To summarize, several factors contribute to persistent weight gain. These include inadequate thyroid function, poor sleep, nutritional deficiencies and yeast overgrowth. Treating these problems can result in marked weight loss.

It is no longer necessary to be on extreme, unsustainable or unhealthy diets to lose weight and keep it off. The recommendations above will not just help you stay trim, but they will leave you healthy and full of vitality as well!

Thursday, September 18, 2008

Neil Levin on the Glycemic Index and the Glycemic Response

What is the level of consumer understanding of glycemic index and the glycemic response?
The Atkins and other low carb diets have certainly improved the awareness of the glycemic index, as have low-carb sports products, including bars. The awareness is probably fairly superficial, though, amounting mostly to alternative sweeteners and a general avoidance of grain products. And a lot of manufacturers used unapproved label claims, such as net carbs, that were not really well defined and probably confused a lot of people. I believe that the low carb category has quite properly morphed into the low glycemic category, something that Dr. Atkins foresaw and wrote about before his death and wrote about.

Who is the target consumer for low-GI foods: diabetics, dieters, health conscious?
While diabetics are the classic market for low glycemic products, and rightly so, the market has some other notable segments. Dieters, of course. People under a lot of stress where excess levels of the adrenal hormone cortisol is a problem, contributing to insulin resistance, which is a situation where cells become resistant to insulin, leaving the insulin and sugar in the bloodstream and resulting in low energy and high levels of blood sugar. This is potentially a pre-diabetic condition, and anyone suffering from chronic stress could be at risk. Yet another target market is people who follow the Blood Type Diet, especially those with the O blood type.

How do low-GI foods fit an overall healthy lifestyle?
While people need a certain amount of carbs for energy and brain fuel, the overabundance in the American diet is cause for concern. But look carefully at how the form of foods affects their glycemic index numbers. Foods containing fiber are lower on the scale than refined foods. Whole grains are lower on the index than even the same grain ground into flour, because the rate of digestion and passage through the digestive tract depends on the fineness of the food particle size and the presence of fibers that slow this passage, making the sugars from the food become, in effect, time released. Slower release of sugars into the bloodstream helps to control blood sugar levels and maintain a more desirable glycemic balance.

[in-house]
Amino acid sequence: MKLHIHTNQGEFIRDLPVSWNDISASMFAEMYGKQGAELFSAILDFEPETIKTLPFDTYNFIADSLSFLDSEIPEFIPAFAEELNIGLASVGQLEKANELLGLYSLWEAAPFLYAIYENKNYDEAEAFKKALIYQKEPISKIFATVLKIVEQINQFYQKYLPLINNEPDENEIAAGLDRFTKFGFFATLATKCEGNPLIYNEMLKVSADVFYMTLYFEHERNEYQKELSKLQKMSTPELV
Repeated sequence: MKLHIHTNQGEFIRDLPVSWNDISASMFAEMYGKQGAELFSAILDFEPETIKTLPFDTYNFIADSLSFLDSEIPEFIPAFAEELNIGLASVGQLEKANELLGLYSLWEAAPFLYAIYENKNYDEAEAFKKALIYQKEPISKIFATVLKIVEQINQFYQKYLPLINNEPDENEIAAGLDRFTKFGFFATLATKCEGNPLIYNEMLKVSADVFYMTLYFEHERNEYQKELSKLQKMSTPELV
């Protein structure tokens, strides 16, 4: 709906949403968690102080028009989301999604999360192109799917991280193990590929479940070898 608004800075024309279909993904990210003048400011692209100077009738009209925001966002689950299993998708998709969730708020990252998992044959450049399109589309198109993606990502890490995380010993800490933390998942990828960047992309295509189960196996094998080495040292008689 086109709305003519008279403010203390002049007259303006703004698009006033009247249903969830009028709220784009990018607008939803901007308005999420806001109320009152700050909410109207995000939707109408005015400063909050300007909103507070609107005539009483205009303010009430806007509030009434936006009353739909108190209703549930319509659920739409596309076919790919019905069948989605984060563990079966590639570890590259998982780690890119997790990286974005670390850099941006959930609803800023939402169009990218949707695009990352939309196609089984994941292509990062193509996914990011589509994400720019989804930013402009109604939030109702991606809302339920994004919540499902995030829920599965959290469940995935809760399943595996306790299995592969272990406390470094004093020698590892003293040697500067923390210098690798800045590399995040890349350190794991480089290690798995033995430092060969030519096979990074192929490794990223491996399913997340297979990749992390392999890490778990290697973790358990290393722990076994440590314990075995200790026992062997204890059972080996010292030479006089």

Avoiding high sugar food is only part of the solution, as many vegetable starches also convert to sugars. That is why the presence or absence of fiber and the physical form of the food are also important factors in glycemic control.

What type(s) of foods are available in the low-GI category, and what sets them apart from existing offerings?
It is important to note that this category should not be viewed simply as packaged products expressly created to be low GI, but rather that many of the staples health food stores have promoted for decades are, and always have been, low GI.

These include several forms of fiber, such as guar gum, oat bran, rice bran, wheat bran, apple pectin, glucomannan, grapefruit pectin, and psyllium. These are not only low glycemic, but help other foods to become low glycemic by slowing digestive and transit times in the stomach and upper intestine. (Fibers also speed transit time through the large intestine.) Stores also sell gluten flour, containing far more protein and less starch (carbs) than ordinary wheat flour. We have soy powder and some of the smaller grains (for example, amaranth, flax, quinoa) that have a higher proportion of protein and fiber than larger grains.

Textured soy protein can be added to foods to increase their protein content without adding carbs, a plus for many vegetarians who lack un-starchy protein sources. There is also dry roasted soybeans, too (soy nuts).

Use a good variety of natural and organic nuts and seeds, which are good sources of protein and healthy fats, including almonds, brazil nuts, cashews, pecans, pine nuts, pistachios, sesame and sunflower seeds, walnuts.

Nutritional oils are all low glycemic, containing no carbs. These include organic virgin coconut oil, organic virgin macadamia nut oil, extra virgin olive oil, almond oil and rice bran oil.

In the alternative sweetener category are included low glycemic choices such as erythritol (substitutes for sugar in recipes, but not quite as sweet; non-laxative), sorbitol (one of the original sugar substitutes, can be laxative in servings over 20 grams), and xylitol (substitutes for sugar in both bulk and sweetness, but can be laxative at 30-50 grams).

Stevia is a dietary supplement containing terpenes, which are compounds that are not technically classified as sweeteners. You cannot sell stevia as a sweetener, because the FDA approved it as a dietary supplement but denied a petition to approve it as a sweetener. Manufacturers do not offer substitution suggestions for using stevia in place of sugar, but several cookbooks do offer stevia recipes. Other plants containing terpenes are Lo Han and Licorice. Stevia is available in a variety of forms, including powdered, packets, tablets, liquids, etc.

How are formulators using cutting-edge ingredients to increase fiber levels and balance glycemic load?
There are more concentrated fibers on the market now for use as ingredients in bars or supplements, though they are also more costly than plain fiber sources, such as various brans from grains. Beta glucans are perhaps the best known, and also have an approved FDA health claim.